…and they reveal to you a bit of magic you didn’t know existed.
In this case, it is an undocumented flag in Promise Technology’s command line utility for the Promise Pegasus2 Thunderbolt RAID, promiseutil.
As previously discussed, it appeared to be impossible to check the status of more than one Promise Pegasus enclosure from inside a script using promiseutil. We had filed a support ticket, hoping for some kind of resolution, but were told that promiseutil works as intended.
On a hunch, I reached out to someone at Promise and asked for their help investigating this issue. I was pleasantly surprised when the contact not only took the issue seriously, he immediately looped in other support engineers to look at the problem.
After a week of back and forth about what an appropriate solution would be, perhaps a feature request, the support engineer discovered that there is an undocumented flag that allows you to specify the hba of the Promise unit you want to execute a command on.
Here’s an example. Let’s say we want to check the SMART status of two Promise Pegasus from the command line:
promiseutil -C smart -v
will return the information for the default device only.
If you want to be explicit about which Promise Pegasus you’re checking, first get the hba numbers of the connected units:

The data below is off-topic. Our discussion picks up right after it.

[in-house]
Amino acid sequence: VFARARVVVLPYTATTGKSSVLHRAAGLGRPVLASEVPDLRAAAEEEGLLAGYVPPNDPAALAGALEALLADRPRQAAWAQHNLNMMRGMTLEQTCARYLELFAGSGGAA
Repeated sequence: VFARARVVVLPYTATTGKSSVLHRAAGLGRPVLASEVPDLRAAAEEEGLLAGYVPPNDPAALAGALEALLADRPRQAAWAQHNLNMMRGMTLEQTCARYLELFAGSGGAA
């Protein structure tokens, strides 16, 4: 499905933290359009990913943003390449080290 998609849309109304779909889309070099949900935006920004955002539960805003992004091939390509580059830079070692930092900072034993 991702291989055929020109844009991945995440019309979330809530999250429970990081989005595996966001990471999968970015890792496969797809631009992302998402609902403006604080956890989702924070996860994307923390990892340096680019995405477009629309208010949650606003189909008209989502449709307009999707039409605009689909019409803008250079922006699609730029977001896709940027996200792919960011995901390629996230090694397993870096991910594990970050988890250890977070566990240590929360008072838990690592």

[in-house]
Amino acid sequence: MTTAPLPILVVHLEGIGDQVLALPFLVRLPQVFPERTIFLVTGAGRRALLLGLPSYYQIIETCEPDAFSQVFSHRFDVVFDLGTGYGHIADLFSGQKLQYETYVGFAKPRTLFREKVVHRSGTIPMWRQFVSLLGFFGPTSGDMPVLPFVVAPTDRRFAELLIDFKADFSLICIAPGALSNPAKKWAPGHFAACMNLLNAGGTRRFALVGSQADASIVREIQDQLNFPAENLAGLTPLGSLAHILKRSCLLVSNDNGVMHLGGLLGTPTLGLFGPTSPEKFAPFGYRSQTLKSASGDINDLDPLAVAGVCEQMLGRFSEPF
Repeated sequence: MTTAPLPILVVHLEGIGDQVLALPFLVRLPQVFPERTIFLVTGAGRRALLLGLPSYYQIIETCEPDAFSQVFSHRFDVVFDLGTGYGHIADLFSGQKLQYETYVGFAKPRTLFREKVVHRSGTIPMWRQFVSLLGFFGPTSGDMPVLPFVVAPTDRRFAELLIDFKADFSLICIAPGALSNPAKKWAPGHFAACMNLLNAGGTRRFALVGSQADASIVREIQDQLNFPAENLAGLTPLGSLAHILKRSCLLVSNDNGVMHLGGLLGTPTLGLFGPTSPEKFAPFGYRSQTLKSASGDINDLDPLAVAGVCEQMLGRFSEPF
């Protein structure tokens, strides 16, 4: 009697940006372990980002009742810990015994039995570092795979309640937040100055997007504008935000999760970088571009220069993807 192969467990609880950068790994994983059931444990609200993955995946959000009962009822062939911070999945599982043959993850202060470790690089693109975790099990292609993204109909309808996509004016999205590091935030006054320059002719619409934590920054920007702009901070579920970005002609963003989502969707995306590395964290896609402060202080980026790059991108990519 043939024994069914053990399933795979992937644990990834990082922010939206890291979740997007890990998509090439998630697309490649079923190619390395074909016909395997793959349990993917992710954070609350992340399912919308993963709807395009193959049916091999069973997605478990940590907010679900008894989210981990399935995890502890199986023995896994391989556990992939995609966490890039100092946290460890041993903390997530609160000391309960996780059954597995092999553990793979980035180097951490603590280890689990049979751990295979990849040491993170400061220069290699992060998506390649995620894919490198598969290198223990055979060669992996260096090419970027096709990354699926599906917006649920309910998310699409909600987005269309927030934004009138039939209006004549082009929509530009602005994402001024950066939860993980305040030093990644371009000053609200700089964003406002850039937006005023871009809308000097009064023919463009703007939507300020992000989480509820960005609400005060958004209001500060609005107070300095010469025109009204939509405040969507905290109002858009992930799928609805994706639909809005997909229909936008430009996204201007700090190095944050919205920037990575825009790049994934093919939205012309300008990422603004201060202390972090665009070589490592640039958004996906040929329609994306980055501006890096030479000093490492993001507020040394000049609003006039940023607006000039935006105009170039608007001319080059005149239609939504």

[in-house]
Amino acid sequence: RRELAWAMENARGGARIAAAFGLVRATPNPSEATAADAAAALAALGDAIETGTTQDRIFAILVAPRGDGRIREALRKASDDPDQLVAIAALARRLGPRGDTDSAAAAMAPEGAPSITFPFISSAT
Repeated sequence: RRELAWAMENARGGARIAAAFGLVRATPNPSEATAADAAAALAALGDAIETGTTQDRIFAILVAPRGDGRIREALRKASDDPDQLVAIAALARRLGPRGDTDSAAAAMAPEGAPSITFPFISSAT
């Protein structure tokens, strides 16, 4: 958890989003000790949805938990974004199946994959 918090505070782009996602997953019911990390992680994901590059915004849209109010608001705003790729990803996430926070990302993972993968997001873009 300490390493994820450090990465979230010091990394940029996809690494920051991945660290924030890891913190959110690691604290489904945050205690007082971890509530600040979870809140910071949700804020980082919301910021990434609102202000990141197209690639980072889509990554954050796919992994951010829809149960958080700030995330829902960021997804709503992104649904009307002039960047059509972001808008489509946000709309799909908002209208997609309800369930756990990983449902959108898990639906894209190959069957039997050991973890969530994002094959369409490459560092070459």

promiseutil -C spath
The results will be something like this:
archer:~ admin$ promiseutil -C spath ================================================= Type # Model Alias WWN Seq ================================================= hba 1 * Pegasus2 R4 2000-0001-5558-2fe2 1 hba 2 Pegasus2 M4 2000-0001-5558-3f92 1
Now we use the magic (apparently undocumented) -P (uppercase, not the documented lowercase) flag to specify the unit we want to look at.
promiseutil -T hba -P 1 -C smart -v
which returns the results for the first unit.
promiseutil -T hba -P 2 -C smart -v
will return results for the second unit.
As always, be cautious with promiseutil. Its power is mighty and Bad Things® can happen if used incorrectly.